The causes of cub mortality are not often known.  A study of lions in the Serengeti suggested 25% of cubs were taken by predators, 28% starved and 47% died of unknown reason, many having simply disappeared.

According to Schaller, the response of a lioness to her cubs is a balance between care and neglect, between her own desires and the needs of her offspring.  As an intensely social creature a lioness prefers to be with other pride members rather than separated from them with her small cubs.  As such, lionesses will often seek out pride members and spend the day with them; up to twenty four or more hours may elapse between visits to the cubs.  Female can be careless with their cubs, sometimes even leaving them when a predator is present, or simply failing to return to a den site to suckle them for no apparent reason.  Lionesses make little attempt to keep newborns isolated from contact with the rest of the pride and will readily allow pride members to enter the den.  Full integration of cubs into the pride is a gradual process, often based on whether the cubs are able to keep up with the moving adults, but integration may start before they can walk up to 5 or 6 weeks of age.  This is also the age when cubs are often brought to kill sites with some feeding on meat even at this young age, dependent on the varying development of their teeth.  Mother’s will allow their cubs to interact with other members of the pride without concern, although they may call if they observe a cub approaching a feeding adult.  Schaller noted that he observed a cub approach a feeding male; the cub ignoring its mother’s call.  As it approached the male slapped the cub; which could cause fatal injury.  The choice of following a lioness or remaining behind at a den site remains with the cubs.  If they follow the female they are not always able to maintain her pace and may well be left behind.  If she does not find it within a couple of days it will likely die of starvation or be taken by a predator.  Cubs that remain behind will hide to avoid being found by predators.  At a kill cubs may be crushed or bitten to death by adults competing for food.  The greatest reason for cub mortality is probably abandonment by their mother, sometimes for no apparent reason with even seemingly healthy cubs being left behind and subsequently dying.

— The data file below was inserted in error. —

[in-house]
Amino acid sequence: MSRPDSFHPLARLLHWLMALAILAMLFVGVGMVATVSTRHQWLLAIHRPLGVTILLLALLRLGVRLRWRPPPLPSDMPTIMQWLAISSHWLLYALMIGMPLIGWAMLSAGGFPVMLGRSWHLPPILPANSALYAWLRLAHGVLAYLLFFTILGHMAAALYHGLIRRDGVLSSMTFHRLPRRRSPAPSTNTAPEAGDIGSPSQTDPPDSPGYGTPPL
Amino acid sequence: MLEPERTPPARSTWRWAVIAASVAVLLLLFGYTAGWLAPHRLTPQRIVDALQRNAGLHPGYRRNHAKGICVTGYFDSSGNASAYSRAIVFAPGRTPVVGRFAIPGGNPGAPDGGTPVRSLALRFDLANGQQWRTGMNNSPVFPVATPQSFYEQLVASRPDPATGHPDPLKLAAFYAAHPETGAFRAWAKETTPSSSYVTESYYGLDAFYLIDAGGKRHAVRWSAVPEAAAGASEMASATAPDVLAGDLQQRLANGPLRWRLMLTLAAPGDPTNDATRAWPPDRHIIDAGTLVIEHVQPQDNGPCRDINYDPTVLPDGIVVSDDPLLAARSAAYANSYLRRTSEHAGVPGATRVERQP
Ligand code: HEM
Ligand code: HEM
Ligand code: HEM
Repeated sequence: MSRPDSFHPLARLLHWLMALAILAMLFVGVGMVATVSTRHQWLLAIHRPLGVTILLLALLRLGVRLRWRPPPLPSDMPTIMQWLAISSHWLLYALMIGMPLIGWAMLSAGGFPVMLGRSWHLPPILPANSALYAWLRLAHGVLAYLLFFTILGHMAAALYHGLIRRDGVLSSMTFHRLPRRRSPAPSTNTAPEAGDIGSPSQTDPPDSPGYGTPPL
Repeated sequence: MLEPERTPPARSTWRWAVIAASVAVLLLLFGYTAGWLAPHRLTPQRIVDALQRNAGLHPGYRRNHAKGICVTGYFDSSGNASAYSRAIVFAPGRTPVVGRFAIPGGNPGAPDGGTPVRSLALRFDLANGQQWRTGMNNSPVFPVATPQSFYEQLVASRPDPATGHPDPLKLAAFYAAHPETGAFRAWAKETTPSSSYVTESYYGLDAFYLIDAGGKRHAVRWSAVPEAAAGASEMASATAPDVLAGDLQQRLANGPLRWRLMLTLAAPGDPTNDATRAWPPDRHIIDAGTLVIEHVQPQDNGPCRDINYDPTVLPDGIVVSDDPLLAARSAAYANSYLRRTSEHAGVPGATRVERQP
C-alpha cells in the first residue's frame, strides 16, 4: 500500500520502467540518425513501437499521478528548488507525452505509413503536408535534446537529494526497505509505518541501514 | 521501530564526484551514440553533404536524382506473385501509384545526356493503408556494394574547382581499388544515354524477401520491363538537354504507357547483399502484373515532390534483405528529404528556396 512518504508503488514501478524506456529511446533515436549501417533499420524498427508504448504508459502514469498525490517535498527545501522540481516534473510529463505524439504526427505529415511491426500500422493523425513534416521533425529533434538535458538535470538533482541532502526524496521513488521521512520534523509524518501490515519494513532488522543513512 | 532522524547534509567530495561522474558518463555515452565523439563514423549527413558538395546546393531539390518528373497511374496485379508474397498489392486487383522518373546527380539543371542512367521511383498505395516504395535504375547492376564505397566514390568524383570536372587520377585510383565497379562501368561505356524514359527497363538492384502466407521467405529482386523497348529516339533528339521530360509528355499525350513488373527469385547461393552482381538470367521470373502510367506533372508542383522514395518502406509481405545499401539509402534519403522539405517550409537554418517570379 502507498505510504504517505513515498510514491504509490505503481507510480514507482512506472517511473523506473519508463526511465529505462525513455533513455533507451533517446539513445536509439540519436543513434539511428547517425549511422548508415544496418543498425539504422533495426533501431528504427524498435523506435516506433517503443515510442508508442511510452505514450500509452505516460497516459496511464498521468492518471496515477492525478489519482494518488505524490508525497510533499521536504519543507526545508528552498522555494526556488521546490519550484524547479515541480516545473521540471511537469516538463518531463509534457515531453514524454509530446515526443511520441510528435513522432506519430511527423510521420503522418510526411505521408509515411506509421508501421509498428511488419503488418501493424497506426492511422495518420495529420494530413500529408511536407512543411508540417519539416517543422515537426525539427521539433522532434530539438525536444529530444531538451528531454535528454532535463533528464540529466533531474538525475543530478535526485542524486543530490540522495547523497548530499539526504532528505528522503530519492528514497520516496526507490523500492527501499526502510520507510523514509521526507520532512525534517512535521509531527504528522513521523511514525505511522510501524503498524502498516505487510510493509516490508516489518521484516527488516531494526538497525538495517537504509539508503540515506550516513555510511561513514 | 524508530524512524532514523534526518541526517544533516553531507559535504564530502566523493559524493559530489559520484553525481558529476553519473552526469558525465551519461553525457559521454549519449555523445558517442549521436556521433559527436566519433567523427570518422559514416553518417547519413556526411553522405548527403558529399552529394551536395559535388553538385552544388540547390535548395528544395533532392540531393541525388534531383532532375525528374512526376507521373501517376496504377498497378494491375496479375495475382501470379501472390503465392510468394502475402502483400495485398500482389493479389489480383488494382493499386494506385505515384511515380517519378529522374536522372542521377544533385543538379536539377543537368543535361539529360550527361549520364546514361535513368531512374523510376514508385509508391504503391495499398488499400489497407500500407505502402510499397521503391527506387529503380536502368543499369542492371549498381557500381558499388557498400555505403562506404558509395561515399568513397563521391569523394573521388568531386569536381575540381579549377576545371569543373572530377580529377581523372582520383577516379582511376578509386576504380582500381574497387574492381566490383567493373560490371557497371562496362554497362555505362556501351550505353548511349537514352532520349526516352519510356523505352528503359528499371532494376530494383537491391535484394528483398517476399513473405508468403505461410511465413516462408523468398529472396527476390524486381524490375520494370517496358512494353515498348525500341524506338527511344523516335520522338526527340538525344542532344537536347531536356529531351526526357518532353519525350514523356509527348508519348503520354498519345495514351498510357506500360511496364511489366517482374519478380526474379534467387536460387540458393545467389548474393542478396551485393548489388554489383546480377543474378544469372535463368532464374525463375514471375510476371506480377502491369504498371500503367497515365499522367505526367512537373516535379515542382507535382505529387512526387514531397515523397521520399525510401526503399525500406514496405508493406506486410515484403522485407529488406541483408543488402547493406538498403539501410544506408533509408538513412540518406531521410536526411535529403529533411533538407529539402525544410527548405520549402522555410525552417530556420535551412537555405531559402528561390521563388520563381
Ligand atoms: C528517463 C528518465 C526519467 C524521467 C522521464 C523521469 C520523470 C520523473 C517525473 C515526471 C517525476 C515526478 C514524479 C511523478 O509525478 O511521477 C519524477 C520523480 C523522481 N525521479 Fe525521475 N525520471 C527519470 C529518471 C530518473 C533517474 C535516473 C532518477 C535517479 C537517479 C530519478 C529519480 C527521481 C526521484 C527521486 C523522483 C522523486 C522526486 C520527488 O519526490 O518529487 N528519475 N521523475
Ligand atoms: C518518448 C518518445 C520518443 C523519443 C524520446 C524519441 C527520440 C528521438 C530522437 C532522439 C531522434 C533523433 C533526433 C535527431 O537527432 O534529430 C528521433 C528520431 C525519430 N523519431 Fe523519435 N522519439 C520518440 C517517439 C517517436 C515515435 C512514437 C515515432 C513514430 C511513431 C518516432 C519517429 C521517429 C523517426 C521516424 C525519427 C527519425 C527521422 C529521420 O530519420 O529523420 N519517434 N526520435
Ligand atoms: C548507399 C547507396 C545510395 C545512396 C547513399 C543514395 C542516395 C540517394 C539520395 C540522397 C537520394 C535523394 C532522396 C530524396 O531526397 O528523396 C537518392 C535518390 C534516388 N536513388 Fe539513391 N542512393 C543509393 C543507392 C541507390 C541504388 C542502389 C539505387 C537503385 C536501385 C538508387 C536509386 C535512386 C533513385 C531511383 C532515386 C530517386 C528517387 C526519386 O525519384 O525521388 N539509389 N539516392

As has been mentioned these events are difficult to understand and even more difficult to accept, but they are part of the natural life of a lion and therefore part of life in the Ngamo pride.

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One response

12 04 2011
Joyce Kinton

How distresing to hear about Athena to lose one of babies,,
Poor Athena, she will have grown close to her offspring…
This is the way in the wild and David and his helpers cant be with the pride 24 / 7…..Its it sad and I imagine We can see this every day…
Bless the cub, it will have an everlasting place right now, where theres no killing and living an eternity with joy and running on the grassy meadows, near Rainbow River..its our pure joy to see them there when we go home…
Time to see the other cubs are ok…blessings….Joyce xx